In Depew v. Wichita Retail Credit Ass’n, 141 Kan. 481 (Kan. 1935), the court held that an injunction is a proper remedy to restrain a corporation from the unlawful practice of law and that attorneys as officers of the court suing on behalf of themselves and other practicing attorneys of their vicinity are proper party plaintiffs in such an action to enjoin a corporation from the unlawful practice of law. A state court may forbid a collection agency from engaging in the unlawful practice of law in connection with the handling of collections in bankruptcy cases.[viii]
When there is no statutory prohibition against the solicitation, purchase, or assignment of claims, a collection agency may take a valid assignment of a claim and bring an action thereon in its own name. Further, there must be a valid assignment between a creditor and a collection agency in order for the collection agency to sue on the debt in its own name.[ix] In Wash. State Bar Ass’n v. Merchants’ Rating & Adjusting Co., 183 Wash. 611 (Wash. 1935), the court held that it is lawful for a creditor to assign an account for collection and for the assignee to sue in his own name.
In Alco Collections v. Poirier, 680 So. 2d 735 (La.App. 1 Cir. Sept. 27, 1996), the court observed that the term debt collector or the term collection agency does not mean nor include:
- Any officer or employee of a creditor while, in the name of the creditor, is collecting debts for such creditor, or a person collecting or attempting to collect claims that are owed to that person or to an affiliated person, whether directly as an originating creditor or indirectly as a result of purchase, transfer of ownership, or subrogation of rights.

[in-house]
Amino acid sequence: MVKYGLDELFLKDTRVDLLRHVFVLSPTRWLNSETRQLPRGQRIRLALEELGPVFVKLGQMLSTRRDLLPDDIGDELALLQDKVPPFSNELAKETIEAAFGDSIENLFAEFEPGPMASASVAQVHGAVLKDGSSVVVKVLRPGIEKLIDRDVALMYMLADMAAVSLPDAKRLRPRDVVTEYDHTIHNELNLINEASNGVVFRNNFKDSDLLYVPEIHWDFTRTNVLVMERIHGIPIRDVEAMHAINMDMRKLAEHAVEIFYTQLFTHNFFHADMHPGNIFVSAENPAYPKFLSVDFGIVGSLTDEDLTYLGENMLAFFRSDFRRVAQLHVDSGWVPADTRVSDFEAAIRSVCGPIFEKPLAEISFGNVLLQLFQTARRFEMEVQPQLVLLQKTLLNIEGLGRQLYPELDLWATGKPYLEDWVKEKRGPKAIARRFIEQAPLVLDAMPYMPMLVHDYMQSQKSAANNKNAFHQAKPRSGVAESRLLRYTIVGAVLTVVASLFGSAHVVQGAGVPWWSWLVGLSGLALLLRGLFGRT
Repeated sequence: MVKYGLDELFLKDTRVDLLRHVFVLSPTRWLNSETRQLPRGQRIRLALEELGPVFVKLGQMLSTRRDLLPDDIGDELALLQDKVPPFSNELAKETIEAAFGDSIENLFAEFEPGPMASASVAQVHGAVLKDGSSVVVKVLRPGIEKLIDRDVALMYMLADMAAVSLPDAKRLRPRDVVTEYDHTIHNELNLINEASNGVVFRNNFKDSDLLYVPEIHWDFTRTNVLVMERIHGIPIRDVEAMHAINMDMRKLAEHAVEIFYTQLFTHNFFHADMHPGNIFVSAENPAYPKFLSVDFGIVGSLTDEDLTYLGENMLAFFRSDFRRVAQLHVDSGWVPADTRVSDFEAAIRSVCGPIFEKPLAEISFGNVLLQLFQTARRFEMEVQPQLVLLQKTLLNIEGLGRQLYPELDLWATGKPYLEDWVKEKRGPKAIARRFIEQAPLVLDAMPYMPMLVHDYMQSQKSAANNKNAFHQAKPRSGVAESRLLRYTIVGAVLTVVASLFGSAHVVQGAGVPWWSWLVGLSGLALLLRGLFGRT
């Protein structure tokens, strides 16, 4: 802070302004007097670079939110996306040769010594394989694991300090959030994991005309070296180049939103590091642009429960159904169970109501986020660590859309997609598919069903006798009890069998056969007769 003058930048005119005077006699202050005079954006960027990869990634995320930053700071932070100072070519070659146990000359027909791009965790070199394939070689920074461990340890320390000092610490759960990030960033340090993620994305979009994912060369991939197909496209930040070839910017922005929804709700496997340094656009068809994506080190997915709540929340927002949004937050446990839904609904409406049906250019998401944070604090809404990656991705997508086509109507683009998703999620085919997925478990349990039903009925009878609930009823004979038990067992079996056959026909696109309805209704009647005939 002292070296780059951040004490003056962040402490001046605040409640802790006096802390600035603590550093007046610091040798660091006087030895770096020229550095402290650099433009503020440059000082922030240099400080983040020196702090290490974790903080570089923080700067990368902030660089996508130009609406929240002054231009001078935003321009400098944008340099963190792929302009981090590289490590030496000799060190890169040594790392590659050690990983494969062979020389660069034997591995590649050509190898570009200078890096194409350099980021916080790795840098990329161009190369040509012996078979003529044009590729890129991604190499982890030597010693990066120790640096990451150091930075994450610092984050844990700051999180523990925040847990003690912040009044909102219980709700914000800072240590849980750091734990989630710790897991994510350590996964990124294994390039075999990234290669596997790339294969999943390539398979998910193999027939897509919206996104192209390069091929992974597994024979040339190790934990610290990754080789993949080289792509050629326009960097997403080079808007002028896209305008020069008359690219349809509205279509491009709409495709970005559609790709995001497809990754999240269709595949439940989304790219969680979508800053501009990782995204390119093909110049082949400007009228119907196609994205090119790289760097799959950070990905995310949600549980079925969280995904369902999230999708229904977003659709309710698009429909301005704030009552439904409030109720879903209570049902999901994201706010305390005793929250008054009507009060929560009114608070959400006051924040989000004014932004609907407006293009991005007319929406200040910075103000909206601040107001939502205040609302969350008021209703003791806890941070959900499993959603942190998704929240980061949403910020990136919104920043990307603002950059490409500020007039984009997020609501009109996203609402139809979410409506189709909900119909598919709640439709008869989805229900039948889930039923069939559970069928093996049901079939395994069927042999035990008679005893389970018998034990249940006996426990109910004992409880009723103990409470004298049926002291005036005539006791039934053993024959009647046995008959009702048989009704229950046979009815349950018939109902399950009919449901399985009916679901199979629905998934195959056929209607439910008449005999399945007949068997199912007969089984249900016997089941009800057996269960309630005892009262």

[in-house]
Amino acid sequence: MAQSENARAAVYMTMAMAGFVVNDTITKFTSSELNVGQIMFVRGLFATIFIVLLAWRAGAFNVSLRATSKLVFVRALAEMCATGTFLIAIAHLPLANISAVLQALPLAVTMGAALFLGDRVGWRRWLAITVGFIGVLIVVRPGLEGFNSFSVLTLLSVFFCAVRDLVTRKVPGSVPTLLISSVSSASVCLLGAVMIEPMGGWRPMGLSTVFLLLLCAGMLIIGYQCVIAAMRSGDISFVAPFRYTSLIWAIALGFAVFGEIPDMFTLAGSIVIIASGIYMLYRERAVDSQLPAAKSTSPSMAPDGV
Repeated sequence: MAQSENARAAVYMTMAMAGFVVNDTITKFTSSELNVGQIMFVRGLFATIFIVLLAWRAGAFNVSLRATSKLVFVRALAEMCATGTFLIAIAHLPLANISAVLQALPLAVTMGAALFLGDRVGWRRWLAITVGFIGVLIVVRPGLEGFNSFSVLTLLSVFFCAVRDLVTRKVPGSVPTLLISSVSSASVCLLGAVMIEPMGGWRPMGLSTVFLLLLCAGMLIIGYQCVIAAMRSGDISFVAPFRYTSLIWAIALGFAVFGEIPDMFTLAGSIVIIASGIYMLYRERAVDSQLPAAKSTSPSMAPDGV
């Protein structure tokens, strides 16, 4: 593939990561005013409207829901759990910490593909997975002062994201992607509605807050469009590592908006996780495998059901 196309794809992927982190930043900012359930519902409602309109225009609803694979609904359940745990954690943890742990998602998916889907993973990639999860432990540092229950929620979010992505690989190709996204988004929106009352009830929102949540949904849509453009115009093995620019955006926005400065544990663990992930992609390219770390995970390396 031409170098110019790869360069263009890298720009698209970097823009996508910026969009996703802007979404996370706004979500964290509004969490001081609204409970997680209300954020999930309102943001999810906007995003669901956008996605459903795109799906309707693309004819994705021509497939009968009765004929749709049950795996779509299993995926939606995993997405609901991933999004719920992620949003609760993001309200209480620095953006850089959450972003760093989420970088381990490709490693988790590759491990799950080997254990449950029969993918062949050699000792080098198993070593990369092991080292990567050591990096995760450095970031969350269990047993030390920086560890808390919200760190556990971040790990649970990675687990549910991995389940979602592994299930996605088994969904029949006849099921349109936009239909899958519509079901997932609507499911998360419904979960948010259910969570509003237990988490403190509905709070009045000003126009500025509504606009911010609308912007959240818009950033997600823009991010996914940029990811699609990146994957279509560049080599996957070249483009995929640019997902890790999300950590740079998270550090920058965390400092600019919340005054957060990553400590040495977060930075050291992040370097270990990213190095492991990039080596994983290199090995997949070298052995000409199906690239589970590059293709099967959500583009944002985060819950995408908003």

- Any person while acting as a debt collector for another person, both of whom are related by common ownership or affiliated by corporate control, if the person acting as debt collector does so only for persons to whom it is so related or affiliated and if the principal business of such person is not the collection of debts.
- Any officer or employee of the state of Louisiana or the United States to the extent that collecting or attempting to collect any debt is in the performance of his official duties.
In situations where it has been held that the collection agency, as assignee, is the owner of the claim and may bring suit in its own name, the collection agency will be permitted to retain an attorney to prosecute the claim on its behalf.[x] The employment of an attorney by an association to represent its member in cases that involve the interest of the membership as a whole, or of a substantial part, is not objectionable as an unauthorized practice of law.[xi]
[i] State ex rel. McKittrick v. C. S. Dudley & Co., 340 Mo. 852 (Mo. 1937)
[ii] American Auto. Ass’n v. Merrick, 117 F.2d 23 (D.C. Cir. 1940)
[iii] State ex rel. McKittrick v. C. S. Dudley & Co., 340 Mo. 852 (Mo. 1937)
[iv] Public Service Traffic Bureau, Inc. v. Haworth Marble Co., 40 Ohio App. 255 (Ohio Ct. App., Cuyahoga County 1931)
[v] State ex rel. Frieson v. Isner, 168 W. Va. 758 (W. Va. 1981)
[vi] In re Inc. Consultants, 6 Ohio Misc. 143 (Ohio C.P. 1965)
[vii] Richmond Ass’n of Credit Men v. The Bar Ass’n, 167 Va. 327 (Va. 1937)
[viii] Depew v. Wichita Ass’n of Credit Men, 142 Kan. 403 (Kan. 1935)
[ix] Alco Collections v. Poirier, 680 So. 2d 735 (La.App. 1 Cir. Sept. 27, 1996)
[xi] American Auto. Ass’n v. Merrick, 117 F.2d 23 (D.C. Cir. 1940)